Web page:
AL: 1. I don’t actually know the history of Zine Columbia, but I gather that it began because the faculty recognized that Zines are one of the last remaining bastions of print publication, and that students should be introduced to and instructed about creating work for a Zine as part of a broad view of publication design. Additionally,I believe it started because of Craig Jobson’s tremendous dedication to being sure his students have access to as many real world experiences in printing and publishing as they can get.
Each issue produced is presented as dual themes (the publication is divided into two halves) such as 'Carnie Milk/Dank Fever'; 'Pickle Stitch/Butter Bound'. Could you say something about the rationale behind this duality and about the process students undertake in naming.
CJ: Two different sections (18 students each) of my Publication Design class meet on different days at different times. Each member of each section is assigned a cover, a TOC and a two page feature. The cover and the TOC are separate design competitions where lone winners are selected by majority vote in each class. Before a cover can be designed each class does a word matrix exercise that can generate over 3,000 names in less than two hours. Each class then votes on a winning name for the semester project. Incidentally, though each feature has it’s own art director, the class must vote the feature into the semester publication. Though each half of the issue is named there is no theme other than the whole publication being “An Anthology of Graphic short Stories.”
SC: Naming the magazine is an illogical process but I think people get the most emotionally invested in it. I actually saw a girl tear up with rage because we weren’t going to call the issue “coconut-flavored fireworks”.
AL: I believe the duality comes down to providing both sections of the class with an opportunity to experience the process of naming a publication of business, and to discuss the practical legal considerations that need to exist side by side with the creative considerations. I think the layout also augments the feeling one has when reading the zine of not knowing quite how or where to begin to tackle the content of “dark human experience” each piece of fiction portrays.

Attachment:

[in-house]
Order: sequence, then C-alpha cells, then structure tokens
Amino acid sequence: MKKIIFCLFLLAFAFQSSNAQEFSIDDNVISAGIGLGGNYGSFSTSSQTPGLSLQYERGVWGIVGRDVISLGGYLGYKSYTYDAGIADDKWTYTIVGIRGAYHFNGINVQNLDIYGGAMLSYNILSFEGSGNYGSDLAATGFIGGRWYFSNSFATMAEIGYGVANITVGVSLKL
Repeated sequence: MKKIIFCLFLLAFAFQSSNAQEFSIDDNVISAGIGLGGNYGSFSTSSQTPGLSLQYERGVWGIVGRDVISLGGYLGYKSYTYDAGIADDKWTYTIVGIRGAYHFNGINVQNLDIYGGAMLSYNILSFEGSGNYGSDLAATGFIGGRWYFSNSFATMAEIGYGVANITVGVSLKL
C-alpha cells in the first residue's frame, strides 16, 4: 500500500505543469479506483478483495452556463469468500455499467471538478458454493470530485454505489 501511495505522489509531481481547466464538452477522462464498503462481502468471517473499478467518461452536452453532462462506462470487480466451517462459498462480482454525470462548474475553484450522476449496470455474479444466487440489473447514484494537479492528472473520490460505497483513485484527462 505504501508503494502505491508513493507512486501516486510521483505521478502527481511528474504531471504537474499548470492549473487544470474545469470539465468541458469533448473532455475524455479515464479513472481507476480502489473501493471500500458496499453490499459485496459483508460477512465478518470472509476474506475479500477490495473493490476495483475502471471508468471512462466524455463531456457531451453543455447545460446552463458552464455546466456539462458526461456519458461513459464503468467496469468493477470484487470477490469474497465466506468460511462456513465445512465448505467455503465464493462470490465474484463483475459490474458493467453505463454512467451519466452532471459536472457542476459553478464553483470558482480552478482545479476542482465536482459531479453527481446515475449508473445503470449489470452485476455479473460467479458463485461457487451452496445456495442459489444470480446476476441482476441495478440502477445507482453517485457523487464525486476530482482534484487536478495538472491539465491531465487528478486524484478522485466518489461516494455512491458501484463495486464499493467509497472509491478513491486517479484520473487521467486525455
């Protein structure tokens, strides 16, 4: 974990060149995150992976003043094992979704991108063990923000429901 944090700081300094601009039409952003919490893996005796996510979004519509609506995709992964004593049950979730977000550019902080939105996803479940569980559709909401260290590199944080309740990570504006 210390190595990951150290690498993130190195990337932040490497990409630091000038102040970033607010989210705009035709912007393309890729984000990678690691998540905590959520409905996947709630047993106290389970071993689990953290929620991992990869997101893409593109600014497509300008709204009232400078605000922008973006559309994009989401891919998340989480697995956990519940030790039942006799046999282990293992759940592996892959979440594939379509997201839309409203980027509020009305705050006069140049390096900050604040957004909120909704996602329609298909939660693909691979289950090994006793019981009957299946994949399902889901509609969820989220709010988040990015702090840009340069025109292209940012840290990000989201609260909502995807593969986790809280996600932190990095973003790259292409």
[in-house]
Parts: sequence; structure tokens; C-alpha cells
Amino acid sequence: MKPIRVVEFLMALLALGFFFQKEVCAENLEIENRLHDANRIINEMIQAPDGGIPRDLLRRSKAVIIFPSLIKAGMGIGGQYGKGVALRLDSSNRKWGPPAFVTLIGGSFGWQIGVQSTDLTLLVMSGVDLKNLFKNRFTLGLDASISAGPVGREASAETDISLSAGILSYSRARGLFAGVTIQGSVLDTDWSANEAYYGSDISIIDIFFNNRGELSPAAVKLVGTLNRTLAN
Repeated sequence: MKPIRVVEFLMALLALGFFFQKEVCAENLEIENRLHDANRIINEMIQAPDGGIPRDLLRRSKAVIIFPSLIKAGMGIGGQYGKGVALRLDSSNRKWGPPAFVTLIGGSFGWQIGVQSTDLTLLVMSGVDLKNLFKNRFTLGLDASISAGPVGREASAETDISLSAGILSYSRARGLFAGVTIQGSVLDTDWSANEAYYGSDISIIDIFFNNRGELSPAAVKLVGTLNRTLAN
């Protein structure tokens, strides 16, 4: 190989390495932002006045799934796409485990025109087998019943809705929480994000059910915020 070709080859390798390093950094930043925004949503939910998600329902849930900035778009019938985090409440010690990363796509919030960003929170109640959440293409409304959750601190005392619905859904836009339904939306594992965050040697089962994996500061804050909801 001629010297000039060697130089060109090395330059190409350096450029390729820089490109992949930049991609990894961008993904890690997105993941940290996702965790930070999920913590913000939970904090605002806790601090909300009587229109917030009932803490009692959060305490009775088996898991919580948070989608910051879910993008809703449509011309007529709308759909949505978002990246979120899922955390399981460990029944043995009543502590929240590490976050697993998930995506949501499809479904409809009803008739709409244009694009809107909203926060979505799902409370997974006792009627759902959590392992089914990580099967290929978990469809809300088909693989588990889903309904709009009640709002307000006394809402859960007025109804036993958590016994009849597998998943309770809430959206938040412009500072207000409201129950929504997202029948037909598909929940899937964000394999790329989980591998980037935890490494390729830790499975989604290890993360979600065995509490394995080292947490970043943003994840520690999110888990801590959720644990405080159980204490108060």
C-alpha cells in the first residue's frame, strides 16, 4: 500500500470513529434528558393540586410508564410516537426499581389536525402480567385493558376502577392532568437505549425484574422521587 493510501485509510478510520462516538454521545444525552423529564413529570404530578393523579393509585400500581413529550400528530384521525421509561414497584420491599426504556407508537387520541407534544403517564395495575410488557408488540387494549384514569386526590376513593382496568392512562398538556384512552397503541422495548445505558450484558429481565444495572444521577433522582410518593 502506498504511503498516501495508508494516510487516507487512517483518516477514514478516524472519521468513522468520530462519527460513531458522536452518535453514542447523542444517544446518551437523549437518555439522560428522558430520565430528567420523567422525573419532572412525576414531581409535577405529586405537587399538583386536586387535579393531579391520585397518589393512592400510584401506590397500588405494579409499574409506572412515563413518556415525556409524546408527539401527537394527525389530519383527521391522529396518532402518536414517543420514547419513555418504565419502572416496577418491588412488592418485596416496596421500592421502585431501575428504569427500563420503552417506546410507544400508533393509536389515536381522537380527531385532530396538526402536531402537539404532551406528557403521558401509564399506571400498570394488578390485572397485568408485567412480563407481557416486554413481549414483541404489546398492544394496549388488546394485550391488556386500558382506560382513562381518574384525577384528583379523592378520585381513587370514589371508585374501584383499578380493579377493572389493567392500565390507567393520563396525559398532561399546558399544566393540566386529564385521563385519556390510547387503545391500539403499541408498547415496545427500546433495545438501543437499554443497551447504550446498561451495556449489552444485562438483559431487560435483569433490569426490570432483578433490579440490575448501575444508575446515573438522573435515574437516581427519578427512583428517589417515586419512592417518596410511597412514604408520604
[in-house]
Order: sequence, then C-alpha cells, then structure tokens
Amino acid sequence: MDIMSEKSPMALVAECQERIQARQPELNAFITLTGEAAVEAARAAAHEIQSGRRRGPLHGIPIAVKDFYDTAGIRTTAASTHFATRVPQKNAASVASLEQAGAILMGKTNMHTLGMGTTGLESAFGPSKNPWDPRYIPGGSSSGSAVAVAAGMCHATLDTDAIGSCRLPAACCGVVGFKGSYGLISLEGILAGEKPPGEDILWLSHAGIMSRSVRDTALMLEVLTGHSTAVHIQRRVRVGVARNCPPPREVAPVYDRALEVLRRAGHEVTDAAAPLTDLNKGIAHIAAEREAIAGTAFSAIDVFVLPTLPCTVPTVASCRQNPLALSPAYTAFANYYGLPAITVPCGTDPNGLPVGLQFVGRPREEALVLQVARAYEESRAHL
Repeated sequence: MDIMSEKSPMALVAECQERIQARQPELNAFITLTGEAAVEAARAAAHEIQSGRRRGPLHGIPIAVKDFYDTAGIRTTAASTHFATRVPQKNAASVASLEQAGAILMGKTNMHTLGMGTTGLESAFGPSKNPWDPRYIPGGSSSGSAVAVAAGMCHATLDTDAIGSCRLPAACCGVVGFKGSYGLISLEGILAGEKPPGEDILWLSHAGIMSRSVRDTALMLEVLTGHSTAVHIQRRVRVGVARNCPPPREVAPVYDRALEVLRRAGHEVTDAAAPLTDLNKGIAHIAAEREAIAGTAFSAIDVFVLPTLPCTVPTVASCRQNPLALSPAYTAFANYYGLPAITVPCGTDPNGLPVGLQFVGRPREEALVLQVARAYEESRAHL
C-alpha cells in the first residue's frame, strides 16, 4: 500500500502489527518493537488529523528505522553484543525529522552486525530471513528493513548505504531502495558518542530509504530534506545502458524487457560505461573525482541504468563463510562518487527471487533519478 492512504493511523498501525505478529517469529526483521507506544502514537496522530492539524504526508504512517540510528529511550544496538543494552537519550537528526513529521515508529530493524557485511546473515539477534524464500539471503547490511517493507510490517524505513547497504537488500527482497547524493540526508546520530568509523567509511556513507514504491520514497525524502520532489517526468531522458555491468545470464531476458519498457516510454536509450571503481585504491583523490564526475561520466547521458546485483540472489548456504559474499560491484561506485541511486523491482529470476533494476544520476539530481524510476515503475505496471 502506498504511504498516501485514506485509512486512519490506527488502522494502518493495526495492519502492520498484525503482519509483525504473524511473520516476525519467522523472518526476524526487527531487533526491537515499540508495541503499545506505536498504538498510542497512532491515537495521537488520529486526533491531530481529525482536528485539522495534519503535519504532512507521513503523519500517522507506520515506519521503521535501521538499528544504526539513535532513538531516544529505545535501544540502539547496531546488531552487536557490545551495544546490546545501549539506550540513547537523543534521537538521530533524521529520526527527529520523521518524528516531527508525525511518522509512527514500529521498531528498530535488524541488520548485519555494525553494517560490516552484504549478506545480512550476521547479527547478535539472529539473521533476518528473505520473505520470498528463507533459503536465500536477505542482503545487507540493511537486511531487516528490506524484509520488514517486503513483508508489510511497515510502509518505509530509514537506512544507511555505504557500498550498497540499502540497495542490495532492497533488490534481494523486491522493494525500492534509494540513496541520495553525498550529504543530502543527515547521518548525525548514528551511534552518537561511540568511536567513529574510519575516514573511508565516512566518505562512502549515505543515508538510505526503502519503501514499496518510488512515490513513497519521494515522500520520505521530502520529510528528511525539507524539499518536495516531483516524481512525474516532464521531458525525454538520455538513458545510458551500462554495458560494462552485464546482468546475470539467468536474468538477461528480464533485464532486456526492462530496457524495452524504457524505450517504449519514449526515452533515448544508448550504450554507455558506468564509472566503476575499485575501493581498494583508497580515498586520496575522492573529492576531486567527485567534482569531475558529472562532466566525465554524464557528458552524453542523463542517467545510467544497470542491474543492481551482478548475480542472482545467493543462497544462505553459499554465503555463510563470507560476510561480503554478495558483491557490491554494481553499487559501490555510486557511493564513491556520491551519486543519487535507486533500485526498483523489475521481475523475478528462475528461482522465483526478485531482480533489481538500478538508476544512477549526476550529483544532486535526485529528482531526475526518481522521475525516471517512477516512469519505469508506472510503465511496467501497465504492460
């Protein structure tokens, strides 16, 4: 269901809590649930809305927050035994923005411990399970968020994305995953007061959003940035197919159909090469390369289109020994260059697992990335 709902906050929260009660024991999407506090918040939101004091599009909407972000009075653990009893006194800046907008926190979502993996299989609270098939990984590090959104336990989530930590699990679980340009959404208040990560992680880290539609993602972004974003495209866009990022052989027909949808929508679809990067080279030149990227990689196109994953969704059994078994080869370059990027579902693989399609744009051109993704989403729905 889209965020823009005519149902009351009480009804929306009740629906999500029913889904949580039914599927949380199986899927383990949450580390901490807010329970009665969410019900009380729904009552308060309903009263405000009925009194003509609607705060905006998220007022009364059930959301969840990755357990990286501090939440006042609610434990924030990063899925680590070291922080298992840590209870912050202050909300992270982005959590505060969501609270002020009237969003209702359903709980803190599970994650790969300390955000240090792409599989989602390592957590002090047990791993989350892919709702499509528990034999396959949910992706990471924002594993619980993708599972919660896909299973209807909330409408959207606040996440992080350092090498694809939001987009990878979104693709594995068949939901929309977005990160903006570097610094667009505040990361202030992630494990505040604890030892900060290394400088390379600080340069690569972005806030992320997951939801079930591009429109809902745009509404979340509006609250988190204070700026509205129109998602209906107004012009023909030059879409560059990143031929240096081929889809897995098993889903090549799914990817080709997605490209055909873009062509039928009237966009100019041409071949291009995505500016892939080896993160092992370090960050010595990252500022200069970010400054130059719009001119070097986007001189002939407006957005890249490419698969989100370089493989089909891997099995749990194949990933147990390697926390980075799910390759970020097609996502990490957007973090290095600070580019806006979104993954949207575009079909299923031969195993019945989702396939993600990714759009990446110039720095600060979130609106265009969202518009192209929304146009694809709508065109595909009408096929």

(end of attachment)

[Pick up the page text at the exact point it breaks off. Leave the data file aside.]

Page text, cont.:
In terms of the content, two terms are used to introduce the style of stories which are contained within the publication. Could you explain what is meant by ‘flash fiction’ and ‘visual stories’ and why Zine Columbia takes this as a starting point.
CJ: In 2009 we moved away from art directors providing the text and we began collaborating with the Fiction Writing Department’s Jotham Burello and his Fiction Writer’s and Publishing class who enthusiastically provided us with “Flash fiction.” This is where our writers pump as much observation and charged language into the 350 - 400 word stories as is humanly possible. “ Visual stories” are what we end up with after the art directors have designed the stories using image making techniques and experimental typography.
SC: Each 2-page spread is like one dream sequence. The‘visual stories’ are the picture parts of the dream; the ‘flash fiction’ is the verbal part, which represent your semi-logical thoughts during the dream. I’m a designer not a writer, so I’d guess from reading Zine Columbia that ‘flash fiction’ refers to stories about drugs, sex, violence, or psychological manipulation... Basically short stories about any of the scary things that you wish you were cool enough to try out in real life..?
AL:The fiction writing students can probably speak to this point better
As students contributing to this zine, what have you gained from the collaboration and from what you have learned how might you apply this to your own working practices? As a teaching tool, how have the tutors defined this exercise in publishing?